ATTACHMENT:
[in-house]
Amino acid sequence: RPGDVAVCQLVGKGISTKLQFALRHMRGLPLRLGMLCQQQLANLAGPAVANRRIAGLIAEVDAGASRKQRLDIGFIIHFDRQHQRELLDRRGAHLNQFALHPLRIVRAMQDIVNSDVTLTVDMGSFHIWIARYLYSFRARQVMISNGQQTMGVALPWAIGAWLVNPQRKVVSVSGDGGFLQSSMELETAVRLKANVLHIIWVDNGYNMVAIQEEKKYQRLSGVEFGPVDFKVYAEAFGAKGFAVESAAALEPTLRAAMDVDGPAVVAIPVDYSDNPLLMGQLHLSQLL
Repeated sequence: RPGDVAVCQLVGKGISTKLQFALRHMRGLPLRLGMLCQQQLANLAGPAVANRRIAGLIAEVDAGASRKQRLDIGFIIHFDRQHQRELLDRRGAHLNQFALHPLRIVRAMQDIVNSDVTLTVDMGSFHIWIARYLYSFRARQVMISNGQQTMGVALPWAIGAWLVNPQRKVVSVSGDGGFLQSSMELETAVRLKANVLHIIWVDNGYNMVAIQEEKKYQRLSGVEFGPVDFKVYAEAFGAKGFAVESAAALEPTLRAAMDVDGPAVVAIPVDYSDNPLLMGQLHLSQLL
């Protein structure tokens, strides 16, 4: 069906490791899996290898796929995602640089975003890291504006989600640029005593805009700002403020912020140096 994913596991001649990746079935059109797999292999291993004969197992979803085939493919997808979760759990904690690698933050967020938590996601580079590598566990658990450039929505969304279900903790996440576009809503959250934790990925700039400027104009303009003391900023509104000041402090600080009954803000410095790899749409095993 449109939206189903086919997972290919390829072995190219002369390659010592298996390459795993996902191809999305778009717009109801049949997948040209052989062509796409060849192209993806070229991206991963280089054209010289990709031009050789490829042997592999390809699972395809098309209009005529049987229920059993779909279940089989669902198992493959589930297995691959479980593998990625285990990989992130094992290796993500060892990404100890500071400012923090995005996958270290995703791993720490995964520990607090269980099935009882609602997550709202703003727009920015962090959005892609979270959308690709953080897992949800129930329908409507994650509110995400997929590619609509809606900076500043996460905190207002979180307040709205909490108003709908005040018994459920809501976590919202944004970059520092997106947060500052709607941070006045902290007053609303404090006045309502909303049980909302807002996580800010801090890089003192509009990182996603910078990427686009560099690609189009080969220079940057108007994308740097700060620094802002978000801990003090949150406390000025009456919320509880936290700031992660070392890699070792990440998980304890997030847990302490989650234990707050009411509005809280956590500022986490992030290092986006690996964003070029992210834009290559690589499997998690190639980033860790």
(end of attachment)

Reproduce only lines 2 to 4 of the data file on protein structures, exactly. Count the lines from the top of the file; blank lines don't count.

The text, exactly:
Amino acid sequence: RPGDVAVCQLVGKGISTKLQFALRHMRGLPLRLGMLCQQQLANLAGPAVANRRIAGLIAEVDAGASRKQRLDIGFIIHFDRQHQRELLDRRGAHLNQFALHPLRIVRAMQDIVNSDVTLTVDMGSFHIWIARYLYSFRARQVMISNGQQTMGVALPWAIGAWLVNPQRKVVSVSGDGGFLQSSMELETAVRLKANVLHIIWVDNGYNMVAIQEEKKYQRLSGVEFGPVDFKVYAEAFGAKGFAVESAAALEPTLRAAMDVDGPAVVAIPVDYSDNPLLMGQLHLSQLL
Repeated sequence: RPGDVAVCQLVGKGISTKLQFALRHMRGLPLRLGMLCQQQLANLAGPAVANRRIAGLIAEVDAGASRKQRLDIGFIIHFDRQHQRELLDRRGAHLNQFALHPLRIVRAMQDIVNSDVTLTVDMGSFHIWIARYLYSFRARQVMISNGQQTMGVALPWAIGAWLVNPQRKVVSVSGDGGFLQSSMELETAVRLKANVLHIIWVDNGYNMVAIQEEKKYQRLSGVEFGPVDFKVYAEAFGAKGFAVESAAALEPTLRAAMDVDGPAVVAIPVDYSDNPLLMGQLHLSQLL
């Protein structure tokens, strides 16, 4: 069906490791899996290898796929995602640089975003890291504006989600640029005593805009700002403020912020140096 994913596991001649990746079935059109797999292999291993004969197992979803085939493919997808979760759990904690690698933050967020938590996601580079590598566990658990450039929505969304279900903790996440576009809503959250934790990925700039400027104009303009003391900023509104000041402090600080009954803000410095790899749409095993 449109939206189903086919997972290919390829072995190219002369390659010592298996390459795993996902191809999305778009717009109801049949997948040209052989062509796409060849192209993806070229991206991963280089054209010289990709031009050789490829042997592999390809699972395809098309209009005529049987229920059993779909279940089989669902198992493959589930297995691959479980593998990625285990990989992130094992290796993500060892990404100890500071400012923090995005996958270290995703791993720490995964520990607090269980099935009882609602997550709202703003727009920015962090959005892609979270959308690709953080897992949800129930329908409507994650509110995400997929590619609509809606900076500043996460905190207002979180307040709205909490108003709908005040018994459920809501976590919202944004970059520092997106947060500052709607941070006045902290007053609303404090006045309502909303049980909302807002996580800010801090890089003192509009990182996603910078990427686009560099690609189009080969220079940057108007994308740097700060620094802002978000801990003090949150406390000025009456919320509880936290700031992660070392890699070792990440998980304890997030847990302490989650234990707050009411509005809280956590500022986490992030290092986006690996964003070029992210834009290559690589499997998690190639980033860790």